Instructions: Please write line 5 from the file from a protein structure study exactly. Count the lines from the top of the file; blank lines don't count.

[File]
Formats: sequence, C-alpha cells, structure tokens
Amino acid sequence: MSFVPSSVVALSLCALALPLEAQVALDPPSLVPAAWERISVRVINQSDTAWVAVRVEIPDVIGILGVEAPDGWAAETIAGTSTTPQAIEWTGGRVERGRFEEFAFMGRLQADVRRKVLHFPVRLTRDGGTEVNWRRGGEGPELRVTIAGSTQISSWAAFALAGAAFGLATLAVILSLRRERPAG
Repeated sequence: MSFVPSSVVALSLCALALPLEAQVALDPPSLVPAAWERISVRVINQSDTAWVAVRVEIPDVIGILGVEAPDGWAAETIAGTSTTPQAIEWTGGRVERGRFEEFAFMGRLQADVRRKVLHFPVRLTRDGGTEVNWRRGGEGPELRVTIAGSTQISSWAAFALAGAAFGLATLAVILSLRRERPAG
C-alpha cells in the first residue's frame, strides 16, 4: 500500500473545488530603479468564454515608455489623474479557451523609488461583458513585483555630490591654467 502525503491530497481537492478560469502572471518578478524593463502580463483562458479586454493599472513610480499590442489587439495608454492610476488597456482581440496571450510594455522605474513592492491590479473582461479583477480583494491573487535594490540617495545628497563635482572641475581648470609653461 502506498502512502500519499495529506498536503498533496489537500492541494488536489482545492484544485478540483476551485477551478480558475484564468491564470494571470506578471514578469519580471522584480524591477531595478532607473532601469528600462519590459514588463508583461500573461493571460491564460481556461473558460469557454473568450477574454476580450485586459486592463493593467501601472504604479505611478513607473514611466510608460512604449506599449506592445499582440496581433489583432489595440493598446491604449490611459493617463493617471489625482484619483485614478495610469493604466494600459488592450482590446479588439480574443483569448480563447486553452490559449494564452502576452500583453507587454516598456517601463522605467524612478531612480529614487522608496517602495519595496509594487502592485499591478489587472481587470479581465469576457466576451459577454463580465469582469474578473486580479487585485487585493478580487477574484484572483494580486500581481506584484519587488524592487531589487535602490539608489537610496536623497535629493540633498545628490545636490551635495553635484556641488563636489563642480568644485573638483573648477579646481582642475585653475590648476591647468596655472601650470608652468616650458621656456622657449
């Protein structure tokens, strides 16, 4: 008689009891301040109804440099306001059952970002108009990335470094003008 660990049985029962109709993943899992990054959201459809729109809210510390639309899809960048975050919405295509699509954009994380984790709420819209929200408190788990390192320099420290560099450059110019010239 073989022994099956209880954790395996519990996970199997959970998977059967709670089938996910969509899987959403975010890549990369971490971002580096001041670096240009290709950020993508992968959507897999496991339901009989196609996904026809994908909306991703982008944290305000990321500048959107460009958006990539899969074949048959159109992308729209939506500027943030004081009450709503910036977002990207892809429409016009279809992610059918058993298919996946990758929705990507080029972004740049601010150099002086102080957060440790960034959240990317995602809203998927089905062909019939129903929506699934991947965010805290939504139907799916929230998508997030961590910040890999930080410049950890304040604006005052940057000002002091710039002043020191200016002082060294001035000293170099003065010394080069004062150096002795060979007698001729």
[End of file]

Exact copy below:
């Protein structure tokens, strides 16, 4: 008689009891301040109804440099306001059952970002108009990335470094003008 660990049985029962109709993943899992990054959201459809729109809210510390639309899809960048975050919405295509699509954009994380984790709420819209929200408190788990390192320099420290560099450059110019010239 073989022994099956209880954790395996519990996970199997959970998977059967709670089938996910969509899987959403975010890549990369971490971002580096001041670096240009290709950020993508992968959507897999496991339901009989196609996904026809994908909306991703982008944290305000990321500048959107460009958006990539899969074949048959159109992308729209939506500027943030004081009450709503910036977002990207892809429409016009279809992610059918058993298919996946990758929705990507080029972004740049601010150099002086102080957060440790960034959240990317995602809203998927089905062909019939129903929506699934991947965010805290939504139907799916929230998508997030961590910040890999930080410049950890304040604006005052940057000002002091710039002043020191200016002082060294001035000293170099003065010394080069004062150096002795060979007698001729």